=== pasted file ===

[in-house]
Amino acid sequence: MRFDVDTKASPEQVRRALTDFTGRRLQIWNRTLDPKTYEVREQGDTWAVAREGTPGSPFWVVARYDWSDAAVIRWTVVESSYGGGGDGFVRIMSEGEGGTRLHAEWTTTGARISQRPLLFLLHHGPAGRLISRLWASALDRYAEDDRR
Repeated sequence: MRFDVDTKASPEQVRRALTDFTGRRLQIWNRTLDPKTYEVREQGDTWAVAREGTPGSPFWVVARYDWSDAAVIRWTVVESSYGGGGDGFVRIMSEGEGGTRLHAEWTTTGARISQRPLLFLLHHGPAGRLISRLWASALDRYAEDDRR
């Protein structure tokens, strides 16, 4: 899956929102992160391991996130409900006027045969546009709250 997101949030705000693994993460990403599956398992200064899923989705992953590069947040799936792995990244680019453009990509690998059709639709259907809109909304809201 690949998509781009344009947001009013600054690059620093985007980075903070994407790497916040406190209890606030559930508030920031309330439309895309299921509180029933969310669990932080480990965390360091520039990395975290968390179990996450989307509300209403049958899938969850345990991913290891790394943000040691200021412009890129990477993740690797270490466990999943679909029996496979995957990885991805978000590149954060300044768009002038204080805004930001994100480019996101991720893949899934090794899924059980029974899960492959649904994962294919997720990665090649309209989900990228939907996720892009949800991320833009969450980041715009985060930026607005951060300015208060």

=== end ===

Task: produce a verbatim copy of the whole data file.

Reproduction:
[in-house]
Amino acid sequence: MRFDVDTKASPEQVRRALTDFTGRRLQIWNRTLDPKTYEVREQGDTWAVAREGTPGSPFWVVARYDWSDAAVIRWTVVESSYGGGGDGFVRIMSEGEGGTRLHAEWTTTGARISQRPLLFLLHHGPAGRLISRLWASALDRYAEDDRR
Repeated sequence: MRFDVDTKASPEQVRRALTDFTGRRLQIWNRTLDPKTYEVREQGDTWAVAREGTPGSPFWVVARYDWSDAAVIRWTVVESSYGGGGDGFVRIMSEGEGGTRLHAEWTTTGARISQRPLLFLLHHGPAGRLISRLWASALDRYAEDDRR
């Protein structure tokens, strides 16, 4: 899956929102992160391991996130409900006027045969546009709250 997101949030705000693994993460990403599956398992200064899923989705992953590069947040799936792995990244680019453009990509690998059709639709259907809109909304809201 690949998509781009344009947001009013600054690059620093985007980075903070994407790497916040406190209890606030559930508030920031309330439309895309299921509180029933969310669990932080480990965390360091520039990395975290968390179990996450989307509300209403049958899938969850345990991913290891790394943000040691200021412009890129990477993740690797270490466990999943679909029996496979995957990885991805978000590149954060300044768009002038204080805004930001994100480019996101991720893949899934090794899924059980029974899960492959649904994962294919997720990665090649309209989900990228939907996720892009949800991320833009969450980041715009985060930026607005951060300015208060």